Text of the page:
That is all there is to do in ARK Park, and the activities from single player are the same as multiplayer with the same progression. It is hard to tell if the multiplayer is fun or not with friends or strangers since the servers are ghost towns. Either that, or you must manually invite people instead of match-make. You can never really tell as the menu is confusing and never tells you what a button does in the multiplayer menu. Your character does not carry over between single and multi player either; given there is no real leveling up or ranking this is an odd choice.
Speaking of which, the character customization is quite limited. You have two options for gender and age, and about six for hair, shirt, and boots. It is also odd you do not have the ability to enter your own name for your character, you have to use the random option which then feels like it only cycles through about 15 names or so.
The game boasts to have over 50 unique species to tame, fend off, and interact with, but in my time I have encountered about half of that. Of that half, I have only been able to raise triceratops as pets to feed; everything else was just something to scan or shoot. The eggs received as mission rewards are of the dinosaurs similar to those I already had. The T-Rex egg I have is locked through a pay wall that is not even an option in the online store. Even then, you only have four slots to keep pets. You would think that having so many species, you would want to give players the option to tame each of them or have more than just one way to interact with said creatures.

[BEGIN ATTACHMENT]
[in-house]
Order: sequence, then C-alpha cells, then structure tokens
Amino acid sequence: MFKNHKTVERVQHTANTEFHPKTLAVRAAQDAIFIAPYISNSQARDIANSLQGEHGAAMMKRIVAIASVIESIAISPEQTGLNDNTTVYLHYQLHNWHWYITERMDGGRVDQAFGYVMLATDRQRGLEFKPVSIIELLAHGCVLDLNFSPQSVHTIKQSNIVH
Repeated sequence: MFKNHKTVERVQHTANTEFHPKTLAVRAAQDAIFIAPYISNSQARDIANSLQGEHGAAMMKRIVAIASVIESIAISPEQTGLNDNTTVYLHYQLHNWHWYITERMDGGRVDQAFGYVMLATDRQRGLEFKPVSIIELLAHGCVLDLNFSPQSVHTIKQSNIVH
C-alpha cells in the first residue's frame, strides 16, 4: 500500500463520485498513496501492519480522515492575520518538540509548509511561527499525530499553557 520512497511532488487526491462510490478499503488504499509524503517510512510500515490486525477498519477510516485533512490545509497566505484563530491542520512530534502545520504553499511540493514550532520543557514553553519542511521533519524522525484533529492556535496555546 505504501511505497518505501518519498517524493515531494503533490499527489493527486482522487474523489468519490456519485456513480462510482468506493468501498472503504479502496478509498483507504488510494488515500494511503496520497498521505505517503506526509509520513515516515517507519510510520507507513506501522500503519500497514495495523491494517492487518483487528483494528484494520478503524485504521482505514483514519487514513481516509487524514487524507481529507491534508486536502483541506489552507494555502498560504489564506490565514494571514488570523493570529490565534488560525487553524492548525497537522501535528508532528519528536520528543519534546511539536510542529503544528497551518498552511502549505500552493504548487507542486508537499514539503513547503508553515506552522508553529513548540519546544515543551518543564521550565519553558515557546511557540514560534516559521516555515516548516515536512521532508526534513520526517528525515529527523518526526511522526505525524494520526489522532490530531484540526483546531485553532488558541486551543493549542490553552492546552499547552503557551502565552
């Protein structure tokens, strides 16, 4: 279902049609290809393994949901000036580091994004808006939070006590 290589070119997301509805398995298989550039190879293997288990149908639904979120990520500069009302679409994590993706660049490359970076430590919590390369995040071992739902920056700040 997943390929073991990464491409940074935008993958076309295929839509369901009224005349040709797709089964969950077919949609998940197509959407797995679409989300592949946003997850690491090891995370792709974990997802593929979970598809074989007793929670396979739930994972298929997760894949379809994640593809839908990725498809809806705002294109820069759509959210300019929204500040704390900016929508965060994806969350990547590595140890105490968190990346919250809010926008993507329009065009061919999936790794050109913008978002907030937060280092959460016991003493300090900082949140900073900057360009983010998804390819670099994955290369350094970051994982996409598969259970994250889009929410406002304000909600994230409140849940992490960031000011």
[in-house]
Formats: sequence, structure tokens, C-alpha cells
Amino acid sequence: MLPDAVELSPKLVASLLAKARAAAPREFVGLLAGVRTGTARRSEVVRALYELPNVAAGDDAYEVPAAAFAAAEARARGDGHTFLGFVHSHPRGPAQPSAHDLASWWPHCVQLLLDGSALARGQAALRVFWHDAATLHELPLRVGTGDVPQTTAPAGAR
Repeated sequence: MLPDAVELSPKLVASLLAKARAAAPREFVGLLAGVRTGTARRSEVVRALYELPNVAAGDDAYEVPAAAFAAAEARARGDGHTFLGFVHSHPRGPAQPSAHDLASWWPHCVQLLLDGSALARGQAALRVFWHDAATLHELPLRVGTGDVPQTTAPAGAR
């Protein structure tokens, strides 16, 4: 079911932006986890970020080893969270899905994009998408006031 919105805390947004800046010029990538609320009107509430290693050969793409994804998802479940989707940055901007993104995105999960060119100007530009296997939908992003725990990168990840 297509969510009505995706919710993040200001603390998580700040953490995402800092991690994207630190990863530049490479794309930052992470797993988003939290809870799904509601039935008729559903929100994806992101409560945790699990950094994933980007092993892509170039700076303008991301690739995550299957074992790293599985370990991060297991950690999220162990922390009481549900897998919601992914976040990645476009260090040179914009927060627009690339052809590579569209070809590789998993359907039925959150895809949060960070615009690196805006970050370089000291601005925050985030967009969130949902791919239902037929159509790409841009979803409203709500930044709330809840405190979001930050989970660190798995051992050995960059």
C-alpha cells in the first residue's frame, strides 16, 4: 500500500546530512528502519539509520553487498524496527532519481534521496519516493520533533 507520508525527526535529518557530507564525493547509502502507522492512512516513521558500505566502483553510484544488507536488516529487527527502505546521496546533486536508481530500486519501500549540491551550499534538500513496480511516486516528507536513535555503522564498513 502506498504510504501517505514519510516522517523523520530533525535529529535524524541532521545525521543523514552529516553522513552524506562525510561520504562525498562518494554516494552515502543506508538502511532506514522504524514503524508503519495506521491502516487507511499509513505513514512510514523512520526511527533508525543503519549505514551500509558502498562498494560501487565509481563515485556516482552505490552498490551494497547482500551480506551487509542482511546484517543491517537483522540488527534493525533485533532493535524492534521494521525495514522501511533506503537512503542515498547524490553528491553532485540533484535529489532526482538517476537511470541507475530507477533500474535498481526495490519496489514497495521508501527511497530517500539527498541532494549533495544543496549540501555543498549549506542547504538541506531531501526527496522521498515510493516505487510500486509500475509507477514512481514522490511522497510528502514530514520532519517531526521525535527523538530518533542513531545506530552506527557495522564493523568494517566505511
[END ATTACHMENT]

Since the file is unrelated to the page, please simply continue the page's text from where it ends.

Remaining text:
The controls and gameplay are both annoying and easy to use. You move by teleportation around the ground with the left stick and change where you are looking with the right. Oddly, when you look with the VR headset, it does not lock with your character when you move, creating unease when you look, but your entire character moves. In-game menus are not easy to work with either. Each of the controller’s face buttons (excluding X) are a menu and will overlap each other if you do not exit it before pressing another button. The inventory system is a joke as well. Instead of letting you grab all, some, or one of the items, you have to take one of the items manually to your person’s inventory. You then have only a few options to pick from when you are not at your item stash. As nice as it is that you do not have to worry about dealing with it outside of the crafting interface, it is still a pain. Another complaint is that every time you go to a loading screen, you need to readjust your VR headset’s display. That means if you are looking up when entering a new area, your character’s neutral position when loaded in requires you to be looking up to stay looking forward until you reset it.
All things considered, ARK Park is a decent attempt at a virtual reality spin-off from a popular title. If things that are a pain are fixed and there are actual things to do, this could be a really good game to try out. It’s too bad that you are being charged $40/$50 for something so lacking.
Review copy generously provided by Novy PR